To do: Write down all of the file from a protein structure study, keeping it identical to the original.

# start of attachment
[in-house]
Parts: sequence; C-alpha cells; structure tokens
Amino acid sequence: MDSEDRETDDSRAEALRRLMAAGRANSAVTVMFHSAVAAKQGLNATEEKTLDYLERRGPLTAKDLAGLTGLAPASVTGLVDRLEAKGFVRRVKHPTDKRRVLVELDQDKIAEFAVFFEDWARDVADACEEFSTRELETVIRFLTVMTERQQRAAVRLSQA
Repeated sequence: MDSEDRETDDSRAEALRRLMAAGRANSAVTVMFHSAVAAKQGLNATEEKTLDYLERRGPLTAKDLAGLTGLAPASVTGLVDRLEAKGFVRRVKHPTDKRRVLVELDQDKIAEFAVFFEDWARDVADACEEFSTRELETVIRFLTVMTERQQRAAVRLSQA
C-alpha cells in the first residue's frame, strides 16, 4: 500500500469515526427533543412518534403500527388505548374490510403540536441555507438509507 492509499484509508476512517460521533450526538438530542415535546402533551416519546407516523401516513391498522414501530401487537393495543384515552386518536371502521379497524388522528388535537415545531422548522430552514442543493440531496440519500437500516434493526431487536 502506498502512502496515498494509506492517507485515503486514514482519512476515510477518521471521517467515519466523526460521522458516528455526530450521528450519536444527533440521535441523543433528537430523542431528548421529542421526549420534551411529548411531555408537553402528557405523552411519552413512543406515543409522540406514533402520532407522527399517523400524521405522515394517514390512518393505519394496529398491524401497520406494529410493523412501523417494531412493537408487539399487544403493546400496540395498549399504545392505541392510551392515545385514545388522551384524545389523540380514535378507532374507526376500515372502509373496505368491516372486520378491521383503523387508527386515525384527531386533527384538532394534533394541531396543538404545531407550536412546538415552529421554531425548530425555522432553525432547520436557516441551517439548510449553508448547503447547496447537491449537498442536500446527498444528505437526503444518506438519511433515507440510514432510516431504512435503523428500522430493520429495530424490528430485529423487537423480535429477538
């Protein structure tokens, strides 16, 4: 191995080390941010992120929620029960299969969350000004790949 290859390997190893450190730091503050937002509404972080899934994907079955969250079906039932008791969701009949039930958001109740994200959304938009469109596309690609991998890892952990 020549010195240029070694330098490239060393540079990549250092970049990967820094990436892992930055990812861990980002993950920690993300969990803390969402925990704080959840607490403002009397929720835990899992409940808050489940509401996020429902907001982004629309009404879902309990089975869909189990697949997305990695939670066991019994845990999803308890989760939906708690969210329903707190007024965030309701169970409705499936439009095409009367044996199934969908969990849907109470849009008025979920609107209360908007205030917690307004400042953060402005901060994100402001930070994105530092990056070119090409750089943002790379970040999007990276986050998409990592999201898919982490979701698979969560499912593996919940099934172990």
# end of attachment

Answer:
[in-house]
Parts: sequence; C-alpha cells; structure tokens
Amino acid sequence: MDSEDRETDDSRAEALRRLMAAGRANSAVTVMFHSAVAAKQGLNATEEKTLDYLERRGPLTAKDLAGLTGLAPASVTGLVDRLEAKGFVRRVKHPTDKRRVLVELDQDKIAEFAVFFEDWARDVADACEEFSTRELETVIRFLTVMTERQQRAAVRLSQA
Repeated sequence: MDSEDRETDDSRAEALRRLMAAGRANSAVTVMFHSAVAAKQGLNATEEKTLDYLERRGPLTAKDLAGLTGLAPASVTGLVDRLEAKGFVRRVKHPTDKRRVLVELDQDKIAEFAVFFEDWARDVADACEEFSTRELETVIRFLTVMTERQQRAAVRLSQA
C-alpha cells in the first residue's frame, strides 16, 4: 500500500469515526427533543412518534403500527388505548374490510403540536441555507438509507 492509499484509508476512517460521533450526538438530542415535546402533551416519546407516523401516513391498522414501530401487537393495543384515552386518536371502521379497524388522528388535537415545531422548522430552514442543493440531496440519500437500516434493526431487536 502506498502512502496515498494509506492517507485515503486514514482519512476515510477518521471521517467515519466523526460521522458516528455526530450521528450519536444527533440521535441523543433528537430523542431528548421529542421526549420534551411529548411531555408537553402528557405523552411519552413512543406515543409522540406514533402520532407522527399517523400524521405522515394517514390512518393505519394496529398491524401497520406494529410493523412501523417494531412493537408487539399487544403493546400496540395498549399504545392505541392510551392515545385514545388522551384524545389523540380514535378507532374507526376500515372502509373496505368491516372486520378491521383503523387508527386515525384527531386533527384538532394534533394541531396543538404545531407550536412546538415552529421554531425548530425555522432553525432547520436557516441551517439548510449553508448547503447547496447537491449537498442536500446527498444528505437526503444518506438519511433515507440510514432510516431504512435503523428500522430493520429495530424490528430485529423487537423480535429477538
């Protein structure tokens, strides 16, 4: 191995080390941010992120929620029960299969969350000004790949 290859390997190893450190730091503050937002509404972080899934994907079955969250079906039932008791969701009949039930958001109740994200959304938009469109596309690609991998890892952990 020549010195240029070694330098490239060393540079990549250092970049990967820094990436892992930055990812861990980002993950920690993300969990803390969402925990704080959840607490403002009397929720835990899992409940808050489940509401996020429902907001982004629309009404879902309990089975869909189990697949997305990695939670066991019994845990999803308890989760939906708690969210329903707190007024965030309701169970409705499936439009095409009367044996199934969908969990849907109470849009008025979920609107209360908007205030917690307004400042953060402005901060994100402001930070994105530092990056070119090409750089943002790379970040999007990276986050998409990592999201898919982490979701698979969560499912593996919940099934172990």